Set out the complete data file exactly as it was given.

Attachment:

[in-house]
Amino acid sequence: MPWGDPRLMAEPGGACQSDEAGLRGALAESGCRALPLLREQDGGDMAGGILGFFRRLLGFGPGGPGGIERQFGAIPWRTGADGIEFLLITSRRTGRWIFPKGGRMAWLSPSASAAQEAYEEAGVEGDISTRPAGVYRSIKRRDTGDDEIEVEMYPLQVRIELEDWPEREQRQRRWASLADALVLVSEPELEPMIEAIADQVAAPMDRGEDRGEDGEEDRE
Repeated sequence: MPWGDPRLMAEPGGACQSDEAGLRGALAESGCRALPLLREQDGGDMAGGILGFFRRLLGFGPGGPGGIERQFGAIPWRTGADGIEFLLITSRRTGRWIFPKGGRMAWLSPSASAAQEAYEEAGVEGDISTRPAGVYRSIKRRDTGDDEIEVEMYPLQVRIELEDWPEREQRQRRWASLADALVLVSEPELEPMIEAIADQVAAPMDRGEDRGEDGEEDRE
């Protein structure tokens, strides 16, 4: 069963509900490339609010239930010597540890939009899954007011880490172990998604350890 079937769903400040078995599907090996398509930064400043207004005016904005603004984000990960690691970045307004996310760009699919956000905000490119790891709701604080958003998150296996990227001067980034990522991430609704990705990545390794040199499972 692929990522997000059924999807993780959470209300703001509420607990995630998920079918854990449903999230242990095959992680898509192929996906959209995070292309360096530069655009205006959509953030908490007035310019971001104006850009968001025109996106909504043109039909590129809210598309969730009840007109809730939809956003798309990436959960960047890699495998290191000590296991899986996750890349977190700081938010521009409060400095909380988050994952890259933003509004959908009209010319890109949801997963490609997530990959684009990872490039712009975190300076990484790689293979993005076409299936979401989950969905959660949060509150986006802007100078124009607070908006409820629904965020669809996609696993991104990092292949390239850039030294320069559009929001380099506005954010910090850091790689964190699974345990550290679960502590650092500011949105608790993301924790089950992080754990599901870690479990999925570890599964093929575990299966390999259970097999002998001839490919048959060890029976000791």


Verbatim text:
[in-house]
Amino acid sequence: MPWGDPRLMAEPGGACQSDEAGLRGALAESGCRALPLLREQDGGDMAGGILGFFRRLLGFGPGGPGGIERQFGAIPWRTGADGIEFLLITSRRTGRWIFPKGGRMAWLSPSASAAQEAYEEAGVEGDISTRPAGVYRSIKRRDTGDDEIEVEMYPLQVRIELEDWPEREQRQRRWASLADALVLVSEPELEPMIEAIADQVAAPMDRGEDRGEDGEEDRE
Repeated sequence: MPWGDPRLMAEPGGACQSDEAGLRGALAESGCRALPLLREQDGGDMAGGILGFFRRLLGFGPGGPGGIERQFGAIPWRTGADGIEFLLITSRRTGRWIFPKGGRMAWLSPSASAAQEAYEEAGVEGDISTRPAGVYRSIKRRDTGDDEIEVEMYPLQVRIELEDWPEREQRQRRWASLADALVLVSEPELEPMIEAIADQVAAPMDRGEDRGEDGEEDRE
């Protein structure tokens, strides 16, 4: 069963509900490339609010239930010597540890939009899954007011880490172990998604350890 079937769903400040078995599907090996398509930064400043207004005016904005603004984000990960690691970045307004996310760009699919956000905000490119790891709701604080958003998150296996990227001067980034990522991430609704990705990545390794040199499972 692929990522997000059924999807993780959470209300703001509420607990995630998920079918854990449903999230242990095959992680898509192929996906959209995070292309360096530069655009205006959509953030908490007035310019971001104006850009968001025109996106909504043109039909590129809210598309969730009840007109809730939809956003798309990436959960960047890699495998290191000590296991899986996750890349977190700081938010521009409060400095909380988050994952890259933003509004959908009209010319890109949801997963490609997530990959684009990872490039712009975190300076990484790689293979993005076409299936979401989950969905959660949060509150986006802007100078124009607070908006409820629904965020669809996609696993991104990092292949390239850039030294320069559009929001380099506005954010910090850091790689964190699974345990550290679960502590650092500011949105608790993301924790089950992080754990599901870690479990999925570890599964093929575990299966390999259970097999002998001839490919048959060890029976000791």